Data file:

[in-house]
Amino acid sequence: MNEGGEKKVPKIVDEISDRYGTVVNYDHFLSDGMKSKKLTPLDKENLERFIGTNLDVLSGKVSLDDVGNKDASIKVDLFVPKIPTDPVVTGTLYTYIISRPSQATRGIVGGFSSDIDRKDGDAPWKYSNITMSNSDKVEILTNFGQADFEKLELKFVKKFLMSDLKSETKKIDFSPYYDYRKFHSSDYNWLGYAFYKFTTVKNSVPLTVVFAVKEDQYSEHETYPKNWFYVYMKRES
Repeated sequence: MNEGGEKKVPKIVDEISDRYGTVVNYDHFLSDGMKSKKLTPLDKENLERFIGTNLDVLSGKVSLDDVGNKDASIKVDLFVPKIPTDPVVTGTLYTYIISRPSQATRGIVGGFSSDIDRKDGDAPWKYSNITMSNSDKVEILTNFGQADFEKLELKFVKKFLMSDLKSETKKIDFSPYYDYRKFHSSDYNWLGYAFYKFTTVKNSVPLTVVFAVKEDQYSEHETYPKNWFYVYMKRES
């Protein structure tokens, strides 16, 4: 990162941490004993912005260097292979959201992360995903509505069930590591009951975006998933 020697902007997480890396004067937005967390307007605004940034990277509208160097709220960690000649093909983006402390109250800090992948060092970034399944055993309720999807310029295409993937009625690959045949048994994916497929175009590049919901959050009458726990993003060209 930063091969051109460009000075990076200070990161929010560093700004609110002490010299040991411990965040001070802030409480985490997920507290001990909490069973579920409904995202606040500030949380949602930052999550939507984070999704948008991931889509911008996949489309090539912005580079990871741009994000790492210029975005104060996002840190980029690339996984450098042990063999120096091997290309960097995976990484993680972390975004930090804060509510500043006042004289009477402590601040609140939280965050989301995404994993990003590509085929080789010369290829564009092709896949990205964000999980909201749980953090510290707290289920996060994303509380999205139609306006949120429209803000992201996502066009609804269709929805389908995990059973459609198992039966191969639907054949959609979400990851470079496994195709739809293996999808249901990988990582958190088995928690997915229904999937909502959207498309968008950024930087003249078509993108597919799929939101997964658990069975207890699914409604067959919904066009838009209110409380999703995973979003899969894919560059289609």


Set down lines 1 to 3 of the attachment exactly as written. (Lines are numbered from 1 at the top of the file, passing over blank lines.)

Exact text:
[in-house]
Amino acid sequence: MNEGGEKKVPKIVDEISDRYGTVVNYDHFLSDGMKSKKLTPLDKENLERFIGTNLDVLSGKVSLDDVGNKDASIKVDLFVPKIPTDPVVTGTLYTYIISRPSQATRGIVGGFSSDIDRKDGDAPWKYSNITMSNSDKVEILTNFGQADFEKLELKFVKKFLMSDLKSETKKIDFSPYYDYRKFHSSDYNWLGYAFYKFTTVKNSVPLTVVFAVKEDQYSEHETYPKNWFYVYMKRES
Repeated sequence: MNEGGEKKVPKIVDEISDRYGTVVNYDHFLSDGMKSKKLTPLDKENLERFIGTNLDVLSGKVSLDDVGNKDASIKVDLFVPKIPTDPVVTGTLYTYIISRPSQATRGIVGGFSSDIDRKDGDAPWKYSNITMSNSDKVEILTNFGQADFEKLELKFVKKFLMSDLKSETKKIDFSPYYDYRKFHSSDYNWLGYAFYKFTTVKNSVPLTVVFAVKEDQYSEHETYPKNWFYVYMKRES